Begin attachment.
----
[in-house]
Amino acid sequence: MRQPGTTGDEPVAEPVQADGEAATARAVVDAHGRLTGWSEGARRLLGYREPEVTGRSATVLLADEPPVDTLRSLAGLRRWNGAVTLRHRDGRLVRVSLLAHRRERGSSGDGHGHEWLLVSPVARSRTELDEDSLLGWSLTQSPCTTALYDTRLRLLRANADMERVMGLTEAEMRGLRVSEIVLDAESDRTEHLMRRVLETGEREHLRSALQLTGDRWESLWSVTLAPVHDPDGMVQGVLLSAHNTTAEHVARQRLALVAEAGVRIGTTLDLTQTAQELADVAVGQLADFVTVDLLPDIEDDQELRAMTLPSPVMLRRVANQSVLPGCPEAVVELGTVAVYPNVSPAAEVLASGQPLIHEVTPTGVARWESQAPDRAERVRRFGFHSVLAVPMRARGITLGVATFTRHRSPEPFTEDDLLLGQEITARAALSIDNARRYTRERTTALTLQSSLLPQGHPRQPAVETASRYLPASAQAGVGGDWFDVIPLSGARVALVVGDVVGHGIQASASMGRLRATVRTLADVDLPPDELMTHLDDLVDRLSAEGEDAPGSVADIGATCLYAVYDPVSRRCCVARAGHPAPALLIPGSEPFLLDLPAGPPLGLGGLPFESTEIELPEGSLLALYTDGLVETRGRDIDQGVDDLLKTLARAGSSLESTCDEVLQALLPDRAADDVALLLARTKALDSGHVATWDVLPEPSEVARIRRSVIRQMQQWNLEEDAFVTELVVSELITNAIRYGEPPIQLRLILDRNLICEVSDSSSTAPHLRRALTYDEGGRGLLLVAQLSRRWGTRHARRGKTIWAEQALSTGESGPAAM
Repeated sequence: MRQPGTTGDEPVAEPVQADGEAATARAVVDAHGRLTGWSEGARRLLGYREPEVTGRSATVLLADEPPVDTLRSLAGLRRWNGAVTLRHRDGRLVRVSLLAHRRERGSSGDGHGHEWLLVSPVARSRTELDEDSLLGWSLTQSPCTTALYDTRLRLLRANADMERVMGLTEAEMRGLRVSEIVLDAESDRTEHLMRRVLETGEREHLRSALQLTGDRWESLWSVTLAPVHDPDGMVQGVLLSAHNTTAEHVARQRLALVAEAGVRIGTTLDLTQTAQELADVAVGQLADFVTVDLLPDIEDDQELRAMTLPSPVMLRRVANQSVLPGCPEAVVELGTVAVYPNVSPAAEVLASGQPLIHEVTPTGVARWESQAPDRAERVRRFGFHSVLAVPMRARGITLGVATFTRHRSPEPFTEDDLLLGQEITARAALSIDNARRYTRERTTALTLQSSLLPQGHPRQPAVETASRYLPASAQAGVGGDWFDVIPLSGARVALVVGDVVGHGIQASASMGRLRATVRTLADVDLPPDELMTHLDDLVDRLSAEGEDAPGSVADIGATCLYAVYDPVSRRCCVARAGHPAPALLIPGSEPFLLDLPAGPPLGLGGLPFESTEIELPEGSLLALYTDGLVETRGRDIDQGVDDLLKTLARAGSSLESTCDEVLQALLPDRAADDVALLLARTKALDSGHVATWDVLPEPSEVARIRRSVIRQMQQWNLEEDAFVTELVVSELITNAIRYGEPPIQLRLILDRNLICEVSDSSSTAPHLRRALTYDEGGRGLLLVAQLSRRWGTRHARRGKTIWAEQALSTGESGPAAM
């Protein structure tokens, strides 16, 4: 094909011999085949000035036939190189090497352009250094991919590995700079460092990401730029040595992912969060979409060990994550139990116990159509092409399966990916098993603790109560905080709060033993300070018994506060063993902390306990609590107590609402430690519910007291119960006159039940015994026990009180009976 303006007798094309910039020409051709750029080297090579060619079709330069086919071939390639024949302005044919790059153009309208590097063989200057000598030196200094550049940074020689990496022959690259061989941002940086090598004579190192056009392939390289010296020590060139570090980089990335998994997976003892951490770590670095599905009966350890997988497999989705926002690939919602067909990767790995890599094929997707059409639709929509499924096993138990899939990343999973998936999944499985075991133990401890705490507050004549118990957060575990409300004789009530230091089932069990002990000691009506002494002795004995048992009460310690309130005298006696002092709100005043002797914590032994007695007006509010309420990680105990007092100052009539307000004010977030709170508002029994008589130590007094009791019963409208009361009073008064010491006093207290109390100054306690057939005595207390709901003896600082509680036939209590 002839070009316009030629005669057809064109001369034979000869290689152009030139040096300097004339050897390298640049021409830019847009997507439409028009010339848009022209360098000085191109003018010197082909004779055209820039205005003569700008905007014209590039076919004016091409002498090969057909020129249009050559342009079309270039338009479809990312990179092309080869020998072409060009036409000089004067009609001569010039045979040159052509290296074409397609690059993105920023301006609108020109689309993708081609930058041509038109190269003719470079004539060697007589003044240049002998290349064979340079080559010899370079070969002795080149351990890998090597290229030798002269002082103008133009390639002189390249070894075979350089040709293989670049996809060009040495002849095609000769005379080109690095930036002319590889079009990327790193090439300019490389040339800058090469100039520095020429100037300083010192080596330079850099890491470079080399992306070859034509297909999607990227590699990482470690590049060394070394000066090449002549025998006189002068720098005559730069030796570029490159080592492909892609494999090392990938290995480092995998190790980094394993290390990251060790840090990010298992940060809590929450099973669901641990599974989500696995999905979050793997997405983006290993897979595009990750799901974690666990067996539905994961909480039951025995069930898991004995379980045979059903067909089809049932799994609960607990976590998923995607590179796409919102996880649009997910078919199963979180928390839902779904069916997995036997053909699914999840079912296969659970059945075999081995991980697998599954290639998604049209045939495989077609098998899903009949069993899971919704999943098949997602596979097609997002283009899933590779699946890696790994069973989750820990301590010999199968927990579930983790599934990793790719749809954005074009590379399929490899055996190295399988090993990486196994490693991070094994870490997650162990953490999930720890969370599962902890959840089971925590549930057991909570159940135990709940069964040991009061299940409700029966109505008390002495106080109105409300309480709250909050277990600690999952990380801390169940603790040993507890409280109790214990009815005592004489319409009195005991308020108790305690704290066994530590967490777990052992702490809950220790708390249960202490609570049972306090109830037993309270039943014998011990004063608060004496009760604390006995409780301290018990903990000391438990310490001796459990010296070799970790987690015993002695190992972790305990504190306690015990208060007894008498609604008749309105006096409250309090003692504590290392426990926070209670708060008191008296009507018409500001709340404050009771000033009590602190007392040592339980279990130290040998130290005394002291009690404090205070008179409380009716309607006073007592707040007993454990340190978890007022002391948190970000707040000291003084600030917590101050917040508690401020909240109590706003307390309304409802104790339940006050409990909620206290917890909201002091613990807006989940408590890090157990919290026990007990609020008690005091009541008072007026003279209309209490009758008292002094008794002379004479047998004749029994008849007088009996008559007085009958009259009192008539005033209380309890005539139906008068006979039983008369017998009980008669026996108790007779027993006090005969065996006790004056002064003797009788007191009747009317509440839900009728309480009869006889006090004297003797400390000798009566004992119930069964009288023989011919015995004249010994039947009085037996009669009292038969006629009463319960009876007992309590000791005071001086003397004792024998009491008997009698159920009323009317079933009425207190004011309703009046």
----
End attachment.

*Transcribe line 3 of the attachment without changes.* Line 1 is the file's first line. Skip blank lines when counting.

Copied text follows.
Repeated sequence: MRQPGTTGDEPVAEPVQADGEAATARAVVDAHGRLTGWSEGARRLLGYREPEVTGRSATVLLADEPPVDTLRSLAGLRRWNGAVTLRHRDGRLVRVSLLAHRRERGSSGDGHGHEWLLVSPVARSRTELDEDSLLGWSLTQSPCTTALYDTRLRLLRANADMERVMGLTEAEMRGLRVSEIVLDAESDRTEHLMRRVLETGEREHLRSALQLTGDRWESLWSVTLAPVHDPDGMVQGVLLSAHNTTAEHVARQRLALVAEAGVRIGTTLDLTQTAQELADVAVGQLADFVTVDLLPDIEDDQELRAMTLPSPVMLRRVANQSVLPGCPEAVVELGTVAVYPNVSPAAEVLASGQPLIHEVTPTGVARWESQAPDRAERVRRFGFHSVLAVPMRARGITLGVATFTRHRSPEPFTEDDLLLGQEITARAALSIDNARRYTRERTTALTLQSSLLPQGHPRQPAVETASRYLPASAQAGVGGDWFDVIPLSGARVALVVGDVVGHGIQASASMGRLRATVRTLADVDLPPDELMTHLDDLVDRLSAEGEDAPGSVADIGATCLYAVYDPVSRRCCVARAGHPAPALLIPGSEPFLLDLPAGPPLGLGGLPFESTEIELPEGSLLALYTDGLVETRGRDIDQGVDDLLKTLARAGSSLESTCDEVLQALLPDRAADDVALLLARTKALDSGHVATWDVLPEPSEVARIRRSVIRQMQQWNLEEDAFVTELVVSELITNAIRYGEPPIQLRLILDRNLICEVSDSSSTAPHLRRALTYDEGGRGLLLVAQLSRRWGTRHARRGKTIWAEQALSTGESGPAAM